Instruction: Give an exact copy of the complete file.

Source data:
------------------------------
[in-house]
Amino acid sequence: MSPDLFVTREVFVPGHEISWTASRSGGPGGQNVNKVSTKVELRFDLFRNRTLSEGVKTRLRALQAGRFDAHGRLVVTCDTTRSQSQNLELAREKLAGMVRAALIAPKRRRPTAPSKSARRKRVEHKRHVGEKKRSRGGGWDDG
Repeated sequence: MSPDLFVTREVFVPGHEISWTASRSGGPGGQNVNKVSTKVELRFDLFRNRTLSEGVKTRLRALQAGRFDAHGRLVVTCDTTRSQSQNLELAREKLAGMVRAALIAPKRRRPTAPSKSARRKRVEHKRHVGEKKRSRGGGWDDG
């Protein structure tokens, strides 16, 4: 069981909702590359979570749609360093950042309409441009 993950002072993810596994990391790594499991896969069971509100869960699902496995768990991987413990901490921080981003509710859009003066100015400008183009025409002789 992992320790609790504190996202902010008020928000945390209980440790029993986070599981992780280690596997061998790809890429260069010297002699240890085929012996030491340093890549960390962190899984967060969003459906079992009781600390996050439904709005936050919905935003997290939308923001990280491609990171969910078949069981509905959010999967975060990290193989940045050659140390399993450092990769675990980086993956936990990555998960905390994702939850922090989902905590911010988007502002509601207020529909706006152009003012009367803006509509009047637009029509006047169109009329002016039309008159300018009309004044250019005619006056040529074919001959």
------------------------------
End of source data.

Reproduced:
[in-house]
Amino acid sequence: MSPDLFVTREVFVPGHEISWTASRSGGPGGQNVNKVSTKVELRFDLFRNRTLSEGVKTRLRALQAGRFDAHGRLVVTCDTTRSQSQNLELAREKLAGMVRAALIAPKRRRPTAPSKSARRKRVEHKRHVGEKKRSRGGGWDDG
Repeated sequence: MSPDLFVTREVFVPGHEISWTASRSGGPGGQNVNKVSTKVELRFDLFRNRTLSEGVKTRLRALQAGRFDAHGRLVVTCDTTRSQSQNLELAREKLAGMVRAALIAPKRRRPTAPSKSARRKRVEHKRHVGEKKRSRGGGWDDG
């Protein structure tokens, strides 16, 4: 069981909702590359979570749609360093950042309409441009 993950002072993810596994990391790594499991896969069971509100869960699902496995768990991987413990901490921080981003509710859009003066100015400008183009025409002789 992992320790609790504190996202902010008020928000945390209980440790029993986070599981992780280690596997061998790809890429260069010297002699240890085929012996030491340093890549960390962190899984967060969003459906079992009781600390996050439904709005936050919905935003997290939308923001990280491609990171969910078949069981509905959010999967975060990290193989940045050659140390399993450092990769675990980086993956936990990555998960905390994702939850922090989902905590911010988007502002509601207020529909706006152009003012009367803006509509009047637009029509006047169109009329002016039309008159300018009309004044250019005619006056040529074919001959």